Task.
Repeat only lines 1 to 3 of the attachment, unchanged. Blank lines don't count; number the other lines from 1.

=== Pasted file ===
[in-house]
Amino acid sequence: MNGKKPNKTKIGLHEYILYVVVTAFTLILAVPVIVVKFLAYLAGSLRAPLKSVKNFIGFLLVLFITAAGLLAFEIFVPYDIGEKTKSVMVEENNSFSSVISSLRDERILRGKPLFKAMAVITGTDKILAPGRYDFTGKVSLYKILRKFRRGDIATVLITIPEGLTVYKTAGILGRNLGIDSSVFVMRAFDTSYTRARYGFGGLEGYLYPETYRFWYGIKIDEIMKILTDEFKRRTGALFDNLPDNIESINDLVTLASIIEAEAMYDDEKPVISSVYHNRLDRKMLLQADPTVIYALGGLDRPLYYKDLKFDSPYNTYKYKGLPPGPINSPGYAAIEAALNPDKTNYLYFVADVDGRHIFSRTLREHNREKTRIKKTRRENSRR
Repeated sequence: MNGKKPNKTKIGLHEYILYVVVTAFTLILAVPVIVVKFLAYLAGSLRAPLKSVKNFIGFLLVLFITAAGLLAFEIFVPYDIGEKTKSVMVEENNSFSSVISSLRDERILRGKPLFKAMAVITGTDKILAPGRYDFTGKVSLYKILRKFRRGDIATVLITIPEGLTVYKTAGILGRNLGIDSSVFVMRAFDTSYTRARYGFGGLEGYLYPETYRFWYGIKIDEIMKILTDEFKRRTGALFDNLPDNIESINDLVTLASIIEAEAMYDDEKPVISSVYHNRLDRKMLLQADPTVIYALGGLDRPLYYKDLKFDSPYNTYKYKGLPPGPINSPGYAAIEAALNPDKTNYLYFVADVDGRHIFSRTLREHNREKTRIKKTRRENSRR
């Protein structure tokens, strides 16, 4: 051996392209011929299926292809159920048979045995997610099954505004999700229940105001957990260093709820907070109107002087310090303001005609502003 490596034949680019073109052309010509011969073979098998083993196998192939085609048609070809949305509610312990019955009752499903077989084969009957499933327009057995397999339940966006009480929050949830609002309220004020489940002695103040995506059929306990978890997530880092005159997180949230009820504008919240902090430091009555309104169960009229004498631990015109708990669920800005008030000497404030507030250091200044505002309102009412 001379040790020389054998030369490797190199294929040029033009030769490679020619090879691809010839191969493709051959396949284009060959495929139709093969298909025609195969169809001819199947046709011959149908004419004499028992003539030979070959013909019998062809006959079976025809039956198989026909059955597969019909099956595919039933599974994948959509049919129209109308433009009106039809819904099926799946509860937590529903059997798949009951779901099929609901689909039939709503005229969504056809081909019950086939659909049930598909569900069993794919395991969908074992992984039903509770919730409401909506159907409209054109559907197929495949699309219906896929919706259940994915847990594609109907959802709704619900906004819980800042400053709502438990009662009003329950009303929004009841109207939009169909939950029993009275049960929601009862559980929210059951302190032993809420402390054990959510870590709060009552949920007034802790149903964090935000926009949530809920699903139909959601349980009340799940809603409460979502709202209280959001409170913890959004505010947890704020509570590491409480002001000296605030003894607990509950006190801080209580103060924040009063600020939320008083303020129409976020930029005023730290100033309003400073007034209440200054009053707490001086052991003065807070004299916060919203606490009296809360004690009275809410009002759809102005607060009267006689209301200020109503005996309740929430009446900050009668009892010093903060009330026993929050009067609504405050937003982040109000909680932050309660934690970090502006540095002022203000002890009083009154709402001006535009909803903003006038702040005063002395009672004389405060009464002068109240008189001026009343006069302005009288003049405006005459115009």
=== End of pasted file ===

[in-house]
Amino acid sequence: MNGKKPNKTKIGLHEYILYVVVTAFTLILAVPVIVVKFLAYLAGSLRAPLKSVKNFIGFLLVLFITAAGLLAFEIFVPYDIGEKTKSVMVEENNSFSSVISSLRDERILRGKPLFKAMAVITGTDKILAPGRYDFTGKVSLYKILRKFRRGDIATVLITIPEGLTVYKTAGILGRNLGIDSSVFVMRAFDTSYTRARYGFGGLEGYLYPETYRFWYGIKIDEIMKILTDEFKRRTGALFDNLPDNIESINDLVTLASIIEAEAMYDDEKPVISSVYHNRLDRKMLLQADPTVIYALGGLDRPLYYKDLKFDSPYNTYKYKGLPPGPINSPGYAAIEAALNPDKTNYLYFVADVDGRHIFSRTLREHNREKTRIKKTRRENSRR
Repeated sequence: MNGKKPNKTKIGLHEYILYVVVTAFTLILAVPVIVVKFLAYLAGSLRAPLKSVKNFIGFLLVLFITAAGLLAFEIFVPYDIGEKTKSVMVEENNSFSSVISSLRDERILRGKPLFKAMAVITGTDKILAPGRYDFTGKVSLYKILRKFRRGDIATVLITIPEGLTVYKTAGILGRNLGIDSSVFVMRAFDTSYTRARYGFGGLEGYLYPETYRFWYGIKIDEIMKILTDEFKRRTGALFDNLPDNIESINDLVTLASIIEAEAMYDDEKPVISSVYHNRLDRKMLLQADPTVIYALGGLDRPLYYKDLKFDSPYNTYKYKGLPPGPINSPGYAAIEAALNPDKTNYLYFVADVDGRHIFSRTLREHNREKTRIKKTRRENSRR